Robust Adaptation Planning application results
Our results from piloting the RAP framework demonstrate that the responsibility to plan and implement adaptation actions lies beyond the remit of a single actor (e.g., the national government). In some cases, coordinating action is complex, requiring concerted efforts by several actors to establish formal channels of communication through Ghana’s formal administrative structures. While in other cases it is simply bringing together disconnected actors (across and between the national to the local level) to take action. Using existing networks and actors engenders the necessary collaborative understanding and vision to motivate collective action that promotes unity, coherence, empowerment, efficiency and effectiveness. By adopting a participatory approach across all levels, a shared understanding of adaptation is developed, with strong ownership of the process, exemplified by the robust adaptation plans developed for AIMS and SAI by the participants of the RAP workshop.
Robust Adaptation Planning elements
The RAP highlighted three important elements for planning adaptation:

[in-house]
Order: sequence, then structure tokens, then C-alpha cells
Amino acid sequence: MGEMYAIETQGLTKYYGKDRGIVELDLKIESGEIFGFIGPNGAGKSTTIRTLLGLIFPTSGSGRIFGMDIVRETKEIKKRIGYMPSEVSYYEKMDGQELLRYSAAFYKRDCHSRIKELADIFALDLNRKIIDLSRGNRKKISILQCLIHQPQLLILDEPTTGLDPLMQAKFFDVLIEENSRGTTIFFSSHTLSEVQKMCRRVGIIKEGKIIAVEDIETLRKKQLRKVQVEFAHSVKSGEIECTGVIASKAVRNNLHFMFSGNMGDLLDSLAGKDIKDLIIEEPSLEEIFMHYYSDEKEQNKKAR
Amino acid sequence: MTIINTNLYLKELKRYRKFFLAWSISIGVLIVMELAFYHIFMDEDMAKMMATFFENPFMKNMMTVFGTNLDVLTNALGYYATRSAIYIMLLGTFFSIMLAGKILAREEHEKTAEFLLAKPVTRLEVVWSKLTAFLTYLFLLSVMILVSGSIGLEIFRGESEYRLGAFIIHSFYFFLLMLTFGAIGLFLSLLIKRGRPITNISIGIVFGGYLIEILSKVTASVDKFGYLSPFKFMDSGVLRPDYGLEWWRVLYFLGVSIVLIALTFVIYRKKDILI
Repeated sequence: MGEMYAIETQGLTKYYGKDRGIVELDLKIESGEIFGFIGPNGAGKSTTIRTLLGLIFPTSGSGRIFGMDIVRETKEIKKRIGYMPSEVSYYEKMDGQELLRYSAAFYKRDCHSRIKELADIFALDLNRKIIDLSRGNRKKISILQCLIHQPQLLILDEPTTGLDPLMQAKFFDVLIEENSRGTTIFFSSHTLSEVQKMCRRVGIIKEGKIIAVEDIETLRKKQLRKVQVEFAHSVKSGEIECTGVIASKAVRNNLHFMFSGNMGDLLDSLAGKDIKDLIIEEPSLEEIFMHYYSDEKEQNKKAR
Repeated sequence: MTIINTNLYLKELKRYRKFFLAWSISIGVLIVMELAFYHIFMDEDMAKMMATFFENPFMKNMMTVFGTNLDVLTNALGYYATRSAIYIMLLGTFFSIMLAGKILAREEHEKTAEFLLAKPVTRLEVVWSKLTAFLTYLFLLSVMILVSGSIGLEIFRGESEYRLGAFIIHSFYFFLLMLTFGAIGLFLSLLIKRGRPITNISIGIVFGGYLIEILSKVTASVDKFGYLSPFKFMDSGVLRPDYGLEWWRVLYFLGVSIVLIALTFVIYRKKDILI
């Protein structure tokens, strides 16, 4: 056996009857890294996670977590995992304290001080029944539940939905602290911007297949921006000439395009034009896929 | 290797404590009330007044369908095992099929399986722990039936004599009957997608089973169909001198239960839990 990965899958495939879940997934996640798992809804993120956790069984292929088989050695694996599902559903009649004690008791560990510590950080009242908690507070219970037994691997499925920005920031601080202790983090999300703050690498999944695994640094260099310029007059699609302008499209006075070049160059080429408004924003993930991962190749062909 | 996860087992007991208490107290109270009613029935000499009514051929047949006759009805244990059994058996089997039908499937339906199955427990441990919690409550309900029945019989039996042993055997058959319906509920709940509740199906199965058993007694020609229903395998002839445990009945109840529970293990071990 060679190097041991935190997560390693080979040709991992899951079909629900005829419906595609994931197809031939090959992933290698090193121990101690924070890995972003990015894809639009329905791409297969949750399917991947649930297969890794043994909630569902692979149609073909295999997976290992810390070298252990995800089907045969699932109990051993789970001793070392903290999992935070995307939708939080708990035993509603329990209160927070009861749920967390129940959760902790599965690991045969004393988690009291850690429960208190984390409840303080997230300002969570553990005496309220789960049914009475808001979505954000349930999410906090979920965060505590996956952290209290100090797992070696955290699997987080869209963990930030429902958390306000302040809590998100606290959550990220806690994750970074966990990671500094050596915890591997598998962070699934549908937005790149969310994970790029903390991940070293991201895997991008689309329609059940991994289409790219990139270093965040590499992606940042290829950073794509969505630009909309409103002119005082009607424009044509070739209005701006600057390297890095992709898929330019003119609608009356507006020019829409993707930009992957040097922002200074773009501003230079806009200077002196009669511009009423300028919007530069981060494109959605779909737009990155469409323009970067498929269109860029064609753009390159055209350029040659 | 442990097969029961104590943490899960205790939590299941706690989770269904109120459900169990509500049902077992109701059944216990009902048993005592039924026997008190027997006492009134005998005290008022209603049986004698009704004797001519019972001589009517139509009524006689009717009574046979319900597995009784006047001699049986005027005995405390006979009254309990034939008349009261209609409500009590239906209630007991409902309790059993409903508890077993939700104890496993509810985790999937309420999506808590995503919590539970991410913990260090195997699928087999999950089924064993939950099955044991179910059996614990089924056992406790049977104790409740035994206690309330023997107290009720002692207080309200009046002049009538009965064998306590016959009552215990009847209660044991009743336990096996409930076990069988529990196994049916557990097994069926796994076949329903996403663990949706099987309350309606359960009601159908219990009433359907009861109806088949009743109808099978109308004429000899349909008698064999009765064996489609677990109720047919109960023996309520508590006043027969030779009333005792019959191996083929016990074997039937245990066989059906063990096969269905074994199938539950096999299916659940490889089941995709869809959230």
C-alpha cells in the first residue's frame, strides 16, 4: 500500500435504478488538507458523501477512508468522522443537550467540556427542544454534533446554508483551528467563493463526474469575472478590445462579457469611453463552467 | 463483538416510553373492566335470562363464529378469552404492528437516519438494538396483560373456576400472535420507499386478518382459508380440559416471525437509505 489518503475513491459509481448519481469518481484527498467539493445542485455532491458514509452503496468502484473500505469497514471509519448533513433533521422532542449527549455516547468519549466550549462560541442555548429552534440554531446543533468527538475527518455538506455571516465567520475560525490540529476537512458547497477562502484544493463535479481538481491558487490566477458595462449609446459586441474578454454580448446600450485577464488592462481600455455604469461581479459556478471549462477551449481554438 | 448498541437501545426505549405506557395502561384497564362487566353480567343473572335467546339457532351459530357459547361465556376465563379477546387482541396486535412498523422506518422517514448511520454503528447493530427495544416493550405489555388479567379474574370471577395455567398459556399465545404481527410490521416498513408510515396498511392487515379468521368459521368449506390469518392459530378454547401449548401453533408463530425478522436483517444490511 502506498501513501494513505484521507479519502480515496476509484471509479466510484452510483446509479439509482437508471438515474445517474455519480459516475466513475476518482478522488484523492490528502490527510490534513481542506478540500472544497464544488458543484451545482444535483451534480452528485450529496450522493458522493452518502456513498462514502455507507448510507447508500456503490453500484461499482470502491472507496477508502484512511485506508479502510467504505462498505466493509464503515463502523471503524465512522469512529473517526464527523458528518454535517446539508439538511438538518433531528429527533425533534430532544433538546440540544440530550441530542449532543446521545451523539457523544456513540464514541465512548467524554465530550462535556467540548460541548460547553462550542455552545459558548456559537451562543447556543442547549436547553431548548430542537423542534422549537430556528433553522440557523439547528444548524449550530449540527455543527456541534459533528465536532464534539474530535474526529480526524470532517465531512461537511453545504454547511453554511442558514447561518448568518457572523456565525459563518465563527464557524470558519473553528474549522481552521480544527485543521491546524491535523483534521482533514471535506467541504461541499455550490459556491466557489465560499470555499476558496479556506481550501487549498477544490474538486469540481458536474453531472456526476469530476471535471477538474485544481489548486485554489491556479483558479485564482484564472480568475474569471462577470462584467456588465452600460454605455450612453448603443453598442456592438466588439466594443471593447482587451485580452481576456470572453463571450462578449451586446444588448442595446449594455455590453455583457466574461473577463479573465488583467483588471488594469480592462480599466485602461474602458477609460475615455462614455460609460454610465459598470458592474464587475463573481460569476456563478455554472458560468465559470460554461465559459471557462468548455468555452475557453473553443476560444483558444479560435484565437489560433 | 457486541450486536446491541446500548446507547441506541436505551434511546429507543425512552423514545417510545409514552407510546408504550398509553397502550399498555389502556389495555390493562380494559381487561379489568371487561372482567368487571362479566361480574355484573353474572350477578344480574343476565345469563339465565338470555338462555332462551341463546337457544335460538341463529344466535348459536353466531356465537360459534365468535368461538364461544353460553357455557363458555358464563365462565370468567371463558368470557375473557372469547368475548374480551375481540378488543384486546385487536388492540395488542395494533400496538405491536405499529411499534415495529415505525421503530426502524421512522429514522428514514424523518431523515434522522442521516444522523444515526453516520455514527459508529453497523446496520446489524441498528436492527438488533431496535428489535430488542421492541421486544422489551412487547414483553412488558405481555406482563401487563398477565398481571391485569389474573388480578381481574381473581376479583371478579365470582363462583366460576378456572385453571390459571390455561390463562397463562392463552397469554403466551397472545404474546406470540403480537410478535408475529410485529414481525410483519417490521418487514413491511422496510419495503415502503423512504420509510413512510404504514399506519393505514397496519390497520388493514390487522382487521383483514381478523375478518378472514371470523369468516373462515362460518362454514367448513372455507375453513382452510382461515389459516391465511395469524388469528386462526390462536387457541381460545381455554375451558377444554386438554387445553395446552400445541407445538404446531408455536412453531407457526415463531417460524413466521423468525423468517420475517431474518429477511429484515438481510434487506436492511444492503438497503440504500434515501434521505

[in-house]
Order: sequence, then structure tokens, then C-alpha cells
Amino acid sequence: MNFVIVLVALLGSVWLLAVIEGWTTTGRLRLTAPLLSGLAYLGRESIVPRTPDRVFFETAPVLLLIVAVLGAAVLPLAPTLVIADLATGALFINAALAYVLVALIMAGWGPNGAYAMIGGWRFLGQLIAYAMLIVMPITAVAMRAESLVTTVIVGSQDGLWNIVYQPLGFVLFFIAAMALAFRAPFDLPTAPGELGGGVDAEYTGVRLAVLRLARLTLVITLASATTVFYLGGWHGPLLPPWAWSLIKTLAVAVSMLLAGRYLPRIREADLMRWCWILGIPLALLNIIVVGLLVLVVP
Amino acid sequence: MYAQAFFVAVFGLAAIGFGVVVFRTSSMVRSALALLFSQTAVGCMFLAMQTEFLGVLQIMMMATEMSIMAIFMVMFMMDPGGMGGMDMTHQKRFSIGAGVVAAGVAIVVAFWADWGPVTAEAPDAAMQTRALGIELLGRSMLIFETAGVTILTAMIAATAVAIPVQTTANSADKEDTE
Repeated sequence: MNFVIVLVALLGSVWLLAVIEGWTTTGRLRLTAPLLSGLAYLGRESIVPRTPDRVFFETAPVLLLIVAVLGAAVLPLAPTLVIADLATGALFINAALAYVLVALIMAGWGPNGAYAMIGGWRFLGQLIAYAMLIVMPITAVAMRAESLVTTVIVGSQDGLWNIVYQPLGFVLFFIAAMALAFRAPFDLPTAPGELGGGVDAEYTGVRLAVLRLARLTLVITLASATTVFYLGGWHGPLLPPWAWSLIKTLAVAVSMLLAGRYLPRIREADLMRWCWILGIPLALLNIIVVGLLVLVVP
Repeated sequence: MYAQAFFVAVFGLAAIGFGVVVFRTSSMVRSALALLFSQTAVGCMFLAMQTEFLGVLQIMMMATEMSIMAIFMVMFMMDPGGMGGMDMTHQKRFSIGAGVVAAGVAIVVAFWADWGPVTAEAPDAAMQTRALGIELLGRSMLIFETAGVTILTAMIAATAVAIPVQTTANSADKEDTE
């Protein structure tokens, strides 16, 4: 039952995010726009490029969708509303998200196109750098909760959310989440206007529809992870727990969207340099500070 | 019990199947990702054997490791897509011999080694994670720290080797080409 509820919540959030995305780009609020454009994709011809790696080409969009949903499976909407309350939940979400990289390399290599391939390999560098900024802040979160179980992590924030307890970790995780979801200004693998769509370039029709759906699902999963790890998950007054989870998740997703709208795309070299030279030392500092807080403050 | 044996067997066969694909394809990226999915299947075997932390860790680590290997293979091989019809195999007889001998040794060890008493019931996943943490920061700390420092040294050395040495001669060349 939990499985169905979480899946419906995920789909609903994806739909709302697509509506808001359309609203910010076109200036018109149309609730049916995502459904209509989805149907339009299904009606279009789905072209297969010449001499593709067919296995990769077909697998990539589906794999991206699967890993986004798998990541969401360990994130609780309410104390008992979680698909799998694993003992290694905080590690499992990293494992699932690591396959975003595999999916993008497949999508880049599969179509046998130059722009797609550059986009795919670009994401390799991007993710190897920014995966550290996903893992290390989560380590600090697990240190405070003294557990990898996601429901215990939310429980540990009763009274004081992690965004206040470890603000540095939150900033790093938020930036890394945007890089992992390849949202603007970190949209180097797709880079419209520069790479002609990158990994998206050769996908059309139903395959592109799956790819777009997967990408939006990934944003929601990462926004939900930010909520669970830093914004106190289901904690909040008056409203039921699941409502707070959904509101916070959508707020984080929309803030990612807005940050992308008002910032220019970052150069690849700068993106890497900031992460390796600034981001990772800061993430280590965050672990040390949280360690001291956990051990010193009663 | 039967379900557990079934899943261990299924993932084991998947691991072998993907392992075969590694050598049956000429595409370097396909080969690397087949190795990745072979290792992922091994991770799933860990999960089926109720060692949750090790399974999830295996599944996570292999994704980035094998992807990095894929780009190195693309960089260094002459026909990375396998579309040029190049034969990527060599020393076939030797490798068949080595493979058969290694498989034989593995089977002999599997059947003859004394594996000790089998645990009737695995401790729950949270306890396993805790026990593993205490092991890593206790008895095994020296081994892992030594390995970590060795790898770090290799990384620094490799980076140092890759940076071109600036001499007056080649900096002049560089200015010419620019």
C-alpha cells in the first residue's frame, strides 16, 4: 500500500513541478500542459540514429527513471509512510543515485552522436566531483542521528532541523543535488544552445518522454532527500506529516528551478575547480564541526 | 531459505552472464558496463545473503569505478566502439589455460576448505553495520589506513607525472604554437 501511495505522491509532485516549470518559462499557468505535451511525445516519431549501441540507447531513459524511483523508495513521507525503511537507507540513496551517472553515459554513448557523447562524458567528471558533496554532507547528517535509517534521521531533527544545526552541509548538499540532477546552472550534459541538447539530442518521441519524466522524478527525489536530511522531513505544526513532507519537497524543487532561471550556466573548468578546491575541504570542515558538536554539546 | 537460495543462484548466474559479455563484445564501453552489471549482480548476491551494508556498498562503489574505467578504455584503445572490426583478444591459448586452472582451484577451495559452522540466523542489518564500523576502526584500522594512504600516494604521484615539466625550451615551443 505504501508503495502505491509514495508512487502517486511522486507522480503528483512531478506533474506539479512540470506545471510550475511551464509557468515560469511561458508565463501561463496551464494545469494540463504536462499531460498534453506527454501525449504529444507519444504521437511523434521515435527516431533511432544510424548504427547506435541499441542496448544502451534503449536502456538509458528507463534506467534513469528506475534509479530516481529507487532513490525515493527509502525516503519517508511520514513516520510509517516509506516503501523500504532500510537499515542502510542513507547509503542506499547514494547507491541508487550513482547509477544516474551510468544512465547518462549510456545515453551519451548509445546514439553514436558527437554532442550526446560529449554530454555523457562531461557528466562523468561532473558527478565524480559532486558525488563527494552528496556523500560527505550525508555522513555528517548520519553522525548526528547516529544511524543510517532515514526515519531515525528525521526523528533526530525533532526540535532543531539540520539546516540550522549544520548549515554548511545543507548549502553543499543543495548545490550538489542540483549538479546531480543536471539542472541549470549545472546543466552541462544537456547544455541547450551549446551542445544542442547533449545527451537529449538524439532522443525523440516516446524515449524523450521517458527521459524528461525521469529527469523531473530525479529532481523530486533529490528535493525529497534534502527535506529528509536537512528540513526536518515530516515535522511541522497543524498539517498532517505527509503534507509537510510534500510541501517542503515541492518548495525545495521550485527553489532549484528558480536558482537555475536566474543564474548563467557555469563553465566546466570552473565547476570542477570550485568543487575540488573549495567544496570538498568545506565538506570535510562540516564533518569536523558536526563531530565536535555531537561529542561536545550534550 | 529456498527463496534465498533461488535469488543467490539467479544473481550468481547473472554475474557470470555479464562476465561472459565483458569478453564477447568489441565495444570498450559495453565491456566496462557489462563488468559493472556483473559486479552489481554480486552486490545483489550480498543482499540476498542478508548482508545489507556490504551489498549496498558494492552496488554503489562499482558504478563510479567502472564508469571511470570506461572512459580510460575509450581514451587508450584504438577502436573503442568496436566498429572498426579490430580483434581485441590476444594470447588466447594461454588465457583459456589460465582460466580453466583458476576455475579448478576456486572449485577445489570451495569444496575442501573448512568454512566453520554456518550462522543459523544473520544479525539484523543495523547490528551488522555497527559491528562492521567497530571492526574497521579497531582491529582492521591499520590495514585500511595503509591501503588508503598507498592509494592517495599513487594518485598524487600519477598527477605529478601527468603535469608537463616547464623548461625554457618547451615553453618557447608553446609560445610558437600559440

- visualise actions across different planning levels (local to national levels) and actors (policy to local farmers) to reduce the complexity of adaptation responses;
- offer a shared space to actors from different levels to think and create collective narratives for adaptation without demanding explicit consensus;
- identify key actors to allocate roles and responsibility for delivering effective adaptation plans through a collaborative process.
By the end of the RAP process, participants are clear on what actions are needed and who has responsibility for each.
Our application of RAP also demonstrates that robust action is essential to address the complexities of climate change by balancing the need for short-term responses and adapting to the long-term consequences. The RAP framework offers a valuable tool to policymakers, planners and other stakeholders to develop deliverable plans that involve many actors spread across a whole country. However, as the RAP framework is new and evolving, more applications (i.e. case studies) are needed in different settings, sectors, and geographic contexts to prove its broader utility.
On conclusion of the workshop, the participants headed back to their organizations, entities and communities in different directions across Ghana. The promising performance of RAP shows that it is a useful tool worthy of more attention. However, no one can escape the fact that successfully coping with the consequences of climate change will require considerable ongoing commitment, rigour, imagination, flexibility and effort by the participants.
- Chaudhury AS, Thornton TF, Helfgott A, Sova C. 2017. Applying the robust adaptation planning (RAP) framework to Ghana’s agricultural climate change adaptation regime. Sustainability Science 1-20.